International Headlines Leave Textbooks Behind

December 22, 1991|By Greg Tasker | Greg Tasker,Staff writer

Woe to Carroll's social studies, political science and geography teachers.

These are turbulent times we live in. With events changing daily in the Soviet Union (not to mention elsewhere in the world), teachers have had to discard long-used textbooks and maps for more up-to-date materials.

The day-to-day changes have made the district's textbooks and teaching guides obsolete. And there's no point buying new textbooks and maps until life in the Soviet Union becomes stable.

Consider the dilemma for educators. Here are some of the events that have occurred in the Soviet Union just since mid-August:

Two weeks before schoolstarted, a coup by hard-liners failed. Around the time school started, the Soviet Congress of People's Deputies recognized the independence of Lithuania, Latvia and Estonia.

In late November, Soviet President Mikhail S. Gorbachev and seven of the republics failed to agreeon a treaty.

Two weeks later, Ukraine declared independence and formed a new commonwealth of independent states with Byelarus and Russia.

Moscow will no longer be the capital. Minsk, in Byelarus, willbe.

And earlier this year, Leningrad, a city of about 5 million, returned to its former name, St. Petersburg. But it's still Leningradin the schools' atlases.

"I've never seen anything like this," said Donald Vetter, Carroll's supervisor of social studies. "It's shocking. I never thought I'd see something like this."

Vetter said juniors and seniors who learn about the Soviet Union in elective coursesare receiving their information from news magazines and newspapers. "We can use those kinds of things to bring students up to date," Vetter said. "It's such a hot topic. It's difficult to follow. But using materials from the media is generally how we deal with any kind of breaking news."

He noted that it's not only Soviet maps and textbooks that have become outdated. Schoolbooks also don't show a reunited Germany or discuss recent events in China.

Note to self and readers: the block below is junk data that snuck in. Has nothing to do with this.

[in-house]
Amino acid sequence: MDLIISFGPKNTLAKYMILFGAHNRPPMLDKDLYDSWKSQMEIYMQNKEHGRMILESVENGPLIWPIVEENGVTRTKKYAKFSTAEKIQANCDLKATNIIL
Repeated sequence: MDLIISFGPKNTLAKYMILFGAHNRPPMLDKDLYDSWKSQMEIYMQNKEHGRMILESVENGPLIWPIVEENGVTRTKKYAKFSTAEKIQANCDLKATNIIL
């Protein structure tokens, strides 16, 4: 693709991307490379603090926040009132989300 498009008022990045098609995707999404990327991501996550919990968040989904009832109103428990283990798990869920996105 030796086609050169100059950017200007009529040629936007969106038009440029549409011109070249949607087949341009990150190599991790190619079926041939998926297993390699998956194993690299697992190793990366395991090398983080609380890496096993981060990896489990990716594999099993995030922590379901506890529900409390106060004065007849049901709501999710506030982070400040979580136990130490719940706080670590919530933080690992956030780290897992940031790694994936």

"We don't have that kindof in-depth information to provide yet," he said, noting teachers have supplemented textbooks with magazines.

Bruce Damasio, chairman of the social studies department at Liberty High School, said that while most students have not had classes on the Soviet Union, the stateof affairs there pop up in classroom discussions.

"We have maps and textbooks, but our textbooks and maps are hideously out of date because of all the changes," he said.

The school's maps, for example, still show St. Petersburg as Leningrad.

"We point out the name change," he said. "We try to point out changes as best we can. Kids aren't receiving a complete unit (class) on the Soviet Union; it's beenmore of enrichment or awareness activities."

Damasio said that during breaking news, such as the Persian Gulf war, he makes transparencies of newspaper headlines to show students. He also displays newspaper front pages for students.

"We use resources the public has," he said. "Companies can't print maps fast enough. The country hasn't established itself to a point where things are consistent. It's reallycost-prohibitive to change atlases.

"Things are still in such a state of flux that we have to supplement existing resources with outside maps and videos," he added. "That's the best you can do at this point."

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